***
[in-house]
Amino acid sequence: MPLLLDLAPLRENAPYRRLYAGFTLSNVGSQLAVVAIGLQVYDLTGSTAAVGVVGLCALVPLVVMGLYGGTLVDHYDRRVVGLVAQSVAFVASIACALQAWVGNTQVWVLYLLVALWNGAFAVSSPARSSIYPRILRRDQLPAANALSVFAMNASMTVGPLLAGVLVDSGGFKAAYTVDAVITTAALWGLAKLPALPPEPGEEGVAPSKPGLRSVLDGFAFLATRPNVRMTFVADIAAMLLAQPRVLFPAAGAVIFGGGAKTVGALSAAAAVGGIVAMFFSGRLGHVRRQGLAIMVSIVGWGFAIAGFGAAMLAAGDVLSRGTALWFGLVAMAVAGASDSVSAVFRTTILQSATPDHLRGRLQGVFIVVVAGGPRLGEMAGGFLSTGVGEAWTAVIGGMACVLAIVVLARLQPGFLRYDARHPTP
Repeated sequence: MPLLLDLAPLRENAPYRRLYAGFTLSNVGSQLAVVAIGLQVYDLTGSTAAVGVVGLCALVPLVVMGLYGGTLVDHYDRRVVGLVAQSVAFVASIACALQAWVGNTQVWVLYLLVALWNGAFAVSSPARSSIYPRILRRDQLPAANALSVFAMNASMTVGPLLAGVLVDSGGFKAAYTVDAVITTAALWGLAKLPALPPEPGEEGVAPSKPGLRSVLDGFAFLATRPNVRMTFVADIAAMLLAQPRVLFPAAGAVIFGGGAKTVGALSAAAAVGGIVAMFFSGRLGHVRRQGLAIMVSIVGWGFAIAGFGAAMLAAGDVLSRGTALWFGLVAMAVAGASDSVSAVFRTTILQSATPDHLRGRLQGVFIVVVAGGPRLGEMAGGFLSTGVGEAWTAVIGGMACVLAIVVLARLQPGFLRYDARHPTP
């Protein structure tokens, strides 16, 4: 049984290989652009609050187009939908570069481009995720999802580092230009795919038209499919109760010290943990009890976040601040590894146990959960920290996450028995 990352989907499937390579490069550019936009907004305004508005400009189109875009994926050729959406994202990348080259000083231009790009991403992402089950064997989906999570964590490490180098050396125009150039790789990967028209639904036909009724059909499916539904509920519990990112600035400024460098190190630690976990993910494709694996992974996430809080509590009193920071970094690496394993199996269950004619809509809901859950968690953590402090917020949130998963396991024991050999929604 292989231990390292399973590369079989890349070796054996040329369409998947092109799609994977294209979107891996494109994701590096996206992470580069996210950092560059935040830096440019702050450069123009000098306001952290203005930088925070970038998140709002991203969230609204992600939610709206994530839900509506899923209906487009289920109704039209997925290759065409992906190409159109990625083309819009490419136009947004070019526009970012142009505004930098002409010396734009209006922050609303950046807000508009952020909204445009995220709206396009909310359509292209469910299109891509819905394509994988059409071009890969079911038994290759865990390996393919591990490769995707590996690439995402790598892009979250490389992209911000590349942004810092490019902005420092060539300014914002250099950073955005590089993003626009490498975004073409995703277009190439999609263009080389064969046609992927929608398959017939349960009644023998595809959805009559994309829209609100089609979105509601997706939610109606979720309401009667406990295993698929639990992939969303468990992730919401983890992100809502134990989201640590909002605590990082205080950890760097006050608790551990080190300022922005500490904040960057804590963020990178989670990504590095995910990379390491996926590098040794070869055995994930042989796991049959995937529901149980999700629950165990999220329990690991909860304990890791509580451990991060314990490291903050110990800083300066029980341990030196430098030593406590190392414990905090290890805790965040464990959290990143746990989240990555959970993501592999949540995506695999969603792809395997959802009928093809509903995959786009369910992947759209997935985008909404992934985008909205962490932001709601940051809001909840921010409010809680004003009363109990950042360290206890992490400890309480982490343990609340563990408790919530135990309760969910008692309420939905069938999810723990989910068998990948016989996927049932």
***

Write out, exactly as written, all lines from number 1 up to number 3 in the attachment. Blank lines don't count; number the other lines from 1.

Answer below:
[in-house]
Amino acid sequence: MPLLLDLAPLRENAPYRRLYAGFTLSNVGSQLAVVAIGLQVYDLTGSTAAVGVVGLCALVPLVVMGLYGGTLVDHYDRRVVGLVAQSVAFVASIACALQAWVGNTQVWVLYLLVALWNGAFAVSSPARSSIYPRILRRDQLPAANALSVFAMNASMTVGPLLAGVLVDSGGFKAAYTVDAVITTAALWGLAKLPALPPEPGEEGVAPSKPGLRSVLDGFAFLATRPNVRMTFVADIAAMLLAQPRVLFPAAGAVIFGGGAKTVGALSAAAAVGGIVAMFFSGRLGHVRRQGLAIMVSIVGWGFAIAGFGAAMLAAGDVLSRGTALWFGLVAMAVAGASDSVSAVFRTTILQSATPDHLRGRLQGVFIVVVAGGPRLGEMAGGFLSTGVGEAWTAVIGGMACVLAIVVLARLQPGFLRYDARHPTP
Repeated sequence: MPLLLDLAPLRENAPYRRLYAGFTLSNVGSQLAVVAIGLQVYDLTGSTAAVGVVGLCALVPLVVMGLYGGTLVDHYDRRVVGLVAQSVAFVASIACALQAWVGNTQVWVLYLLVALWNGAFAVSSPARSSIYPRILRRDQLPAANALSVFAMNASMTVGPLLAGVLVDSGGFKAAYTVDAVITTAALWGLAKLPALPPEPGEEGVAPSKPGLRSVLDGFAFLATRPNVRMTFVADIAAMLLAQPRVLFPAAGAVIFGGGAKTVGALSAAAAVGGIVAMFFSGRLGHVRRQGLAIMVSIVGWGFAIAGFGAAMLAAGDVLSRGTALWFGLVAMAVAGASDSVSAVFRTTILQSATPDHLRGRLQGVFIVVVAGGPRLGEMAGGFLSTGVGEAWTAVIGGMACVLAIVVLARLQPGFLRYDARHPTP